the demand for electricity, reliability of service, and affordability in the markets where the Registrants conduct their business,
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the ability of the Registrants to operate their respective generating and transmission and distribution assets, their ability to access capital markets, and the impacts on their results of operations due to the global outbreak (pandemic) of the 2019 novel coronavirus (COVID-19),
the impacts of on-going competition, and
emerging technologies and business models, including those related to climate change mitigation and transition to a low carbon economy.
Regulatory, Legislative, and Legal Factors primarily include changes to, and compliance with, the laws and regulations that govern:
the design of power markets,
ZEC programs,
utility regulatory business models,
environmental and climate policy, and
tax policy.
Operational Factors primarily include:
changes in the global climate could produce extreme weather events, which could put the Registrant’s facilities at risk, and such changes could also affect the levels and patterns of demand for energy and related services,
the safe, secure, and effective operation of Generation’s nuclear facilities and the ability to effectively manage the associated decommissioning obligations,
the ability of the Registrants to maintain the reliability, resiliency, and safety of their energy delivery systems, which could affect the operating costs of the Registrants and the opinions of their customers and regulators, and
physical and cyber security risks for the Registrants as the owner-operators of generation, transmission, and distribution facilities and as participants in commodities trading.
Risks Related to the Planned Separation primarily include:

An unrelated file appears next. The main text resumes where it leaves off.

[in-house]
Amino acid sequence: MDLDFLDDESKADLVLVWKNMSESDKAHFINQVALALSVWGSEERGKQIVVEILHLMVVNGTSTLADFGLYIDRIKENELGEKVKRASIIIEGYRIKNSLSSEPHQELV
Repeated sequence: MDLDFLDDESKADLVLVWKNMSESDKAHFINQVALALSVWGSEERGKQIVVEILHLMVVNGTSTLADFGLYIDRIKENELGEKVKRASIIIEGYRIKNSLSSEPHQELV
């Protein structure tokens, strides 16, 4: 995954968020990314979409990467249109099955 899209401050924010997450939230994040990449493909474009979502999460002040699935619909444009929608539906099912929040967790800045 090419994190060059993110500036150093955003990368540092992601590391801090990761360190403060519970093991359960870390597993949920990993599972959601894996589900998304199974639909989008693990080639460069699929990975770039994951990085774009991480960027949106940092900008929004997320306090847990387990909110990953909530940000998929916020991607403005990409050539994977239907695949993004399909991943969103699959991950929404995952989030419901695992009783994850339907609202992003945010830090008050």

the timing and conditions associated with required regulatory approvals, which may affect the costs to achieve the separation and its timing,
challenges to achieving the benefits of separation, including maintaining investment grade credit ratings, and
the risk that the separation could be treated as a taxable transaction to both Exelon and its shareholders.
There may be further risks and uncertainties that are not presently known or that are not currently believed by the Registrants to be material that could negatively affect its consolidated financial statements in the future.
Market and Financial Factors
Generation is exposed to price volatility associated with both the wholesale and retail power markets and the procurement of nuclear and fossil fuel (Exelon and Generation).
Generation is exposed to commodity price risk for the unhedged portion of its electricity generation supply portfolio. Generation’s earnings and cash flows are therefore exposed to variability of spot and forward market prices in the markets in which it operates.
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Price of Fuels. The spot market price of electricity for each hour is generally determined by the marginal cost of supplying the next unit of electricity to the market during that hour. Thus, the market price of power is affected by the market price of the marginal fuel used to generate the electricity unit.
Demand and Supply. The market price for electricity is also affected by changes in the demand for electricity and the available supply of electricity. Unfavorable economic conditions, milder than normal weather, and the growth of energy efficiency and demand response programs could each depress demand. In addition, in some markets, the supply of electricity could often exceed demand during some hours of the day, resulting in loss of revenue for base-load generating plants such as Generation's nuclear plants. Conversely, new demand sources such as electrification of transportation could increase demand and change demand patterns.